Effective April 1, 2014, the Delaware Division of Corporations will begin accepting three new types of filings:
Certificate of Validation
Title 8, Section 204 of the Delaware General Corporation Law (DGCL) provides a statutory process to ratify “defective corporate acts.” A defective corporate act is defined as “an overissue, an election or appointment of directors that is void or voidable due to a failure of authorization, or any act or transaction purportedly taken by or on behalf of the corporation that is, and at the time such act or transaction was purportedly taken would have been, within the power of a corporation under subchapter II of this chapter, but is void or voidable due to a failure of authorization."
The certificate must include a resolution adopted by the corporation’s board of directors which sets forth: the defective corporate act to be ratified; the time of the defective corporate act; the nature of the failure of authorization in respect of the defective corporate act(s) to be ratified and the approval of the ratification by the board. If the defective corporate act included the issuance of shares of putative stock, the resolution must state the number and type of shares of putative stock issued and the date(s) upon which putative shares were purported to have been issued.
In addition to the resolution, the certificate must include the name of the corporation and such provisions as would be required under any other section of the DGCL to be included in the certificate that otherwise would have been required to be filed pursuant to the DGCL with respect to such defective corporate act. If the defective corporate act affected any previous filing, the title and date of the prior filing and any corrections to the filing must also be included in the certificate. The certificate must be executed in accordance with section 103 of the DGCL.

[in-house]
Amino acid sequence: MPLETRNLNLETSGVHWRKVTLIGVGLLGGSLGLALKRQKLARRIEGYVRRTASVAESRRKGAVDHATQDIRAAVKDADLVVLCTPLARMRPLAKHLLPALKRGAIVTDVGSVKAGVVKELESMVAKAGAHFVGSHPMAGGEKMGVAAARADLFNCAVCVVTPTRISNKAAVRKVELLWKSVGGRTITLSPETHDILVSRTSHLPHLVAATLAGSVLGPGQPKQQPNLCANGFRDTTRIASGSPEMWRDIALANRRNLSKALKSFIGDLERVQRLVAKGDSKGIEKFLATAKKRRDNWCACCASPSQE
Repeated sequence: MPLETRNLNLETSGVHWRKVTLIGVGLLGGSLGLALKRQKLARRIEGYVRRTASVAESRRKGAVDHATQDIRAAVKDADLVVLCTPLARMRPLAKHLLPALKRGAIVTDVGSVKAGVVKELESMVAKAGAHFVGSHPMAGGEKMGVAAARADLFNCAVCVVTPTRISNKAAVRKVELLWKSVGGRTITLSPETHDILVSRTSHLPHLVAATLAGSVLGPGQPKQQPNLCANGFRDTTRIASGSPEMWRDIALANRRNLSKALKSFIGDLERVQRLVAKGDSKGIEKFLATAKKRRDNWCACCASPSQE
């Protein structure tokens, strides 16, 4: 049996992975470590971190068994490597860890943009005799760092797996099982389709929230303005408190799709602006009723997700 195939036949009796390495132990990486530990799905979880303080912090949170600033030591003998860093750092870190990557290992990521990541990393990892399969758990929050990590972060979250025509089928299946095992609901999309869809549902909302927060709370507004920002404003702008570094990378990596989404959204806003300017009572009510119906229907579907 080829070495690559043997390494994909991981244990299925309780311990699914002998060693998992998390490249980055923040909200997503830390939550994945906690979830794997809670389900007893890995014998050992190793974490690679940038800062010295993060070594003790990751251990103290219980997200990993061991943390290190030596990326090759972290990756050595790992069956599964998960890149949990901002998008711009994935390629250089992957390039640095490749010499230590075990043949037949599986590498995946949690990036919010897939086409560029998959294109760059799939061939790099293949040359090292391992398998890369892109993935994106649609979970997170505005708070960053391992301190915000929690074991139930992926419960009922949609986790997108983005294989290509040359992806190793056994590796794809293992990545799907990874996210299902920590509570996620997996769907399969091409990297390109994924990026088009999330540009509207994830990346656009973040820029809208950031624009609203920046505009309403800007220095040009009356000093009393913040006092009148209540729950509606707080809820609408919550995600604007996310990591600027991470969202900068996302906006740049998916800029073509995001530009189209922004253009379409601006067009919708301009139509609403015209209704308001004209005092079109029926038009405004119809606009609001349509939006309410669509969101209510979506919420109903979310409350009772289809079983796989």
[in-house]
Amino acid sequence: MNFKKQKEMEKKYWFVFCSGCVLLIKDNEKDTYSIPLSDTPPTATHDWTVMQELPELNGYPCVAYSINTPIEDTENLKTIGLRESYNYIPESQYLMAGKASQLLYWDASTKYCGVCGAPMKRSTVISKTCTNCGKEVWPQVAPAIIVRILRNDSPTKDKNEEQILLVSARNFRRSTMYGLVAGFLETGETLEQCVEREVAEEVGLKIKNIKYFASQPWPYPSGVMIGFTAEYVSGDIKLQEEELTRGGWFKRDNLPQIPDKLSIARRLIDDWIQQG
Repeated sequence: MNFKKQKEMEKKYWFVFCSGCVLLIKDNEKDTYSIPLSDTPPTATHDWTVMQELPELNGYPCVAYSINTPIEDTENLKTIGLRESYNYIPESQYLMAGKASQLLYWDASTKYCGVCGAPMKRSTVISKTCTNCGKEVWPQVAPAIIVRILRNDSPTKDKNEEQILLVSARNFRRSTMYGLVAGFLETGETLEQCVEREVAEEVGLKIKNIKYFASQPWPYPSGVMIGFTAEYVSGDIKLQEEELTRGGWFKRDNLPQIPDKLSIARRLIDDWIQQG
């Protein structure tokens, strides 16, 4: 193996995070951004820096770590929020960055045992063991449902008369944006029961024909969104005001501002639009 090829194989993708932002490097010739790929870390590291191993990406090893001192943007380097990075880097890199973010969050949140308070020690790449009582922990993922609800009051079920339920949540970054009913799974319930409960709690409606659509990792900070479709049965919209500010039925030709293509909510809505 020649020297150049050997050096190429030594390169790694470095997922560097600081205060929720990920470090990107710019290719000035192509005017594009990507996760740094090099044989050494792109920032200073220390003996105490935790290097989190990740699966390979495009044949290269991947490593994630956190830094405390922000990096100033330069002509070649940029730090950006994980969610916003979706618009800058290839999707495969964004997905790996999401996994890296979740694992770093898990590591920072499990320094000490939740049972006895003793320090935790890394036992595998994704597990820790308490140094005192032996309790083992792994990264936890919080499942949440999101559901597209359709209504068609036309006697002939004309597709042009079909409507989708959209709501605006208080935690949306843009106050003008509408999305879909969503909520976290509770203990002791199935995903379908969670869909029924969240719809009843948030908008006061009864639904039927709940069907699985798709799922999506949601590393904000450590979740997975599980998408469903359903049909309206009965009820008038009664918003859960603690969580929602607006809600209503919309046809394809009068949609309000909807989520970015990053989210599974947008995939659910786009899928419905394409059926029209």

Certificate of Reinstatement
A Certificate of Reinstatement pursuant to Title 8, Section 377(d) provides for the reinstatement of a foreign corporation whose qualification to do business was forfeited for failure to appoint a new agent subsequent to the resignation or disqualification of its registered agent pursuant to sections 132(f)(4) or 136(b). Previously, it was possible to reinstate a foreign corporation whose right to do business within Delaware had been terminated for failure to file its annual report or that ceased to be registered as a foreign corporation for failure to pay required fees or taxes. But a corporation that was forfeited for failure to maintain a registered agent was required to requalify. The certificate must include the name of the foreign corporation, the name and address of the corporation’s new registered agent and the effective date of forfeiture. The certificate must be executed by an authorized officer.
Application for Reinstatement of Statement of Qualification
An Application of Reinstatement of Statement of Qualification pursuant to Title 6, Section 17-214(k) of the Delaware Revised Uniform Limited Partnership Act provides for the reinstatement of a limited liability limited partnership whose statement of qualification has been canceled pursuant to Section 17-104(d) or Section 17-104(i)(4) for failure to maintain an agent.
The application must be executed by a general partner and include the name of limited partnership (if such name is not available at the time of reinstatement, the name under which the Statement of Qualification is to be reinstated), the effective date of the cancellation, a statement that the limited partnership has obtained and designated a new registered agent and the name and address of the new agent and the address of the limited partnership’s registered office in the state of Delaware.
If the underlying limited partnership has also been revoked, a Certificate of Revival pursuant to Title 6, Section 17-1111 must be filed with the Application for Reinstatement.
While these new types of filings in Delaware may not be required very often, being aware of them can be extremely helpful on those occasions when the need does arise.
This article is provided for informational purposes only and should not be considered, or relied upon, as legal advice.